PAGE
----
OPM hack included 5.6 million federal employees' fingerprints

OPM says it's not a problem now and if it ever is, it will deal with it

Just when you thought things couldn't get any worse, they do. No, we're not talking about Volkswagens, we're talking about the massive cybersecurity breach at the Office of Personnel Management (OPM), the huge federal agency that is, in effect, the federal government's human resources department.

OPM now says that 5.6 million federal employees' fingerprints were stolen at part of the hack -- more than five times the original estimate. The names, addresses, and Social Security numbers of more than 21 million federal workers past and present were lifted in the heist.

OPM released this little tidbit as Washington was distracted by the tumultuous visit of the Pope. Bad news is usually released in Washington on Friday afternoon, but a huge snowstorm, holiday, or Papal visit can also be used as cover when needed.

With its usual above-the-fray manner, OPM says the fingerprints won't be much good to the hackers -- for now, anyway -- but admitted that "could change over time as technology evolves."

Biometric threat

Sam Schumach, OPM (Photo via Twitter)

Although they have been around just about forever, fingerprints are actually part of an emerging field generally known as biometrics -- simply put, using unique bodily characteristics to identify individuals. Iris scans are already in use and other methods are close behind. Someday, we may all be known by our DNA.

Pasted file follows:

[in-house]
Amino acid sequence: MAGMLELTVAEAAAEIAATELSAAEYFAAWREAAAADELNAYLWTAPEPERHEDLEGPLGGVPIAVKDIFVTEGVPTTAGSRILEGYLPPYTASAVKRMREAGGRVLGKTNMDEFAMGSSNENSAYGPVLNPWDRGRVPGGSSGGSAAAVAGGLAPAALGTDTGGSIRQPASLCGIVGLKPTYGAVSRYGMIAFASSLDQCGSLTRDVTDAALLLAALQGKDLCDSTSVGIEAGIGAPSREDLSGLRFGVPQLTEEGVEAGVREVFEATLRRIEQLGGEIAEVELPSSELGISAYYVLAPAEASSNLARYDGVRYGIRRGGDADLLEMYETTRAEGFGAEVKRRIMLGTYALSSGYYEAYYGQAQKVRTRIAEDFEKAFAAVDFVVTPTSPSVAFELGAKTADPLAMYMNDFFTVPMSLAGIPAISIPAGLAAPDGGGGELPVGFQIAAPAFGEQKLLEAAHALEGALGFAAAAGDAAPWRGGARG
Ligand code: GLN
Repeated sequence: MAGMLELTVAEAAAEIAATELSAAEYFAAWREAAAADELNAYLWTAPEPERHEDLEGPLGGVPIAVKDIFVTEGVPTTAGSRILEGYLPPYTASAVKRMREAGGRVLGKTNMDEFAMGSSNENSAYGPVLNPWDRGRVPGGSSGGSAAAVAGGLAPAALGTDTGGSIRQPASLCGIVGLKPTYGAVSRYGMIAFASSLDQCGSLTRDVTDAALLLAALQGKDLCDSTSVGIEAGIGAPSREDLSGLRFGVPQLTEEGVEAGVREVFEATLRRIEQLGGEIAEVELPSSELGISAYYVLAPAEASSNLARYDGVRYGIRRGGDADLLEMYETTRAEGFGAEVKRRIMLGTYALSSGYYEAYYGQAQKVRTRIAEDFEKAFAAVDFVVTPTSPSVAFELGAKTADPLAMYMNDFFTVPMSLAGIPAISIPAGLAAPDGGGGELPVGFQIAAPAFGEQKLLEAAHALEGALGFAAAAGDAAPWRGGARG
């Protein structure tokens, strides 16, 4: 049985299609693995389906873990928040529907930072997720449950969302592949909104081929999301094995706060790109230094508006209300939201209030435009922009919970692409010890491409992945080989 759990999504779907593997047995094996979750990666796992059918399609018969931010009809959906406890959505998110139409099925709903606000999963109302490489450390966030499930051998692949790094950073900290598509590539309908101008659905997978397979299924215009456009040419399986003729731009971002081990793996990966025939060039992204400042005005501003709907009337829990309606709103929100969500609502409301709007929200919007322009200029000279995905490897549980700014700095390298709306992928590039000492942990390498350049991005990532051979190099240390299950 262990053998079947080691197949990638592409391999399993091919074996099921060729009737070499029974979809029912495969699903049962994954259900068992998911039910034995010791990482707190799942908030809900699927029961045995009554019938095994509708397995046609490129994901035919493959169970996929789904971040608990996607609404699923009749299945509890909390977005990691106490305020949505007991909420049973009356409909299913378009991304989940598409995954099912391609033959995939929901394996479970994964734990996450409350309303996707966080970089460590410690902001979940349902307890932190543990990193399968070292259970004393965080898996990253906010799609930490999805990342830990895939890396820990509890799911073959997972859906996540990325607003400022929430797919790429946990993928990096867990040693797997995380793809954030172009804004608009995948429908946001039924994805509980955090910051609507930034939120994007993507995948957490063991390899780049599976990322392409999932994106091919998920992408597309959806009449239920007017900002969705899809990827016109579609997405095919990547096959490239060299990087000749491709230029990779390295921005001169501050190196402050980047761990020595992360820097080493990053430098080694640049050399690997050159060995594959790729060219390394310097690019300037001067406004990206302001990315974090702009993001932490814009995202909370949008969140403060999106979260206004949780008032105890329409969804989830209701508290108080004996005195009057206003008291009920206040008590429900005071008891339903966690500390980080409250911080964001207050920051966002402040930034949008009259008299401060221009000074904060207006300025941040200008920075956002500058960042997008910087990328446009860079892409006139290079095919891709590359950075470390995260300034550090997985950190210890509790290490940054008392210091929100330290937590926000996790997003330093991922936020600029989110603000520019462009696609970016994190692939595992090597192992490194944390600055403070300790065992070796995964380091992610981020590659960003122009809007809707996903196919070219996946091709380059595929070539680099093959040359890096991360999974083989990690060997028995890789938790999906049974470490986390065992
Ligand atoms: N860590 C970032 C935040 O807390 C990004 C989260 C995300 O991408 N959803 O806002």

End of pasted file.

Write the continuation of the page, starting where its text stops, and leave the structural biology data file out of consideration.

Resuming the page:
The problem with biometric markers is fairly obvious -- they can't be changed. If someone steals your driver's license and Social Security numbers, you can get them replaced, though at great cost in time and aggravation. But despite what you may have seen at the movies, you can't replace your fingerprints or your iris.

This doesn't seem to worry OPM too much.

"If, in the future, new means are developed to misuse the fingerprint data, the government will provide additional information to individuals whose fingerprints may have been stolen in this breach," the agency said. What that additional information might be is a bit difficult to predict, but OPM rushed to assured worried feds that it was deploying that most feared of all bureaucratic weapons -- an interagency working group. 

"[A]n interagency working group with expertise in this area – including the FBI, DHS, DOD, and other members of the Intelligence Community – will review the potential ways adversaries could misuse fingerprint data now and in the future," said OPM Press Secretary Sam Schumach in a prepared statement

"This group will also seek to develop potential ways to prevent such misuse.  If, in the future, new means are developed to misuse the fingerprint data, the government will provide additional information to individuals whose fingerprints may have been stolen in this breach," Schumach added.

Largely useless

Schumach also repeated previous assurances that all affected federal employees would be eligible for what critics have described as "largely useless" ID theft monitoring services.

"Useless" is actually a mild description. The government's loss of employees' fingerprints takes the whole notion of identity theft to a new level. Previously a device used mostly by scam artists to steal money, identity theft of government operatives' fingerprints is a direct threat to national security and the individual safety of those operatives.

Imagine for a moment that you are working clandestinely in a foreign land for one of those agencies that can't be named. When you entered Country X, your fingerprints were taken at Passport Control and scanned into the totalitarian government's digital database.

Now assume that Country X is one of the purchasers of the purloined OPM documents. It takes the stolen data and runs a comparison scan with its records of all non-nationals who have entered the country over the last few years.

Bingo. You've been "made." Think OPM has a solution for that?

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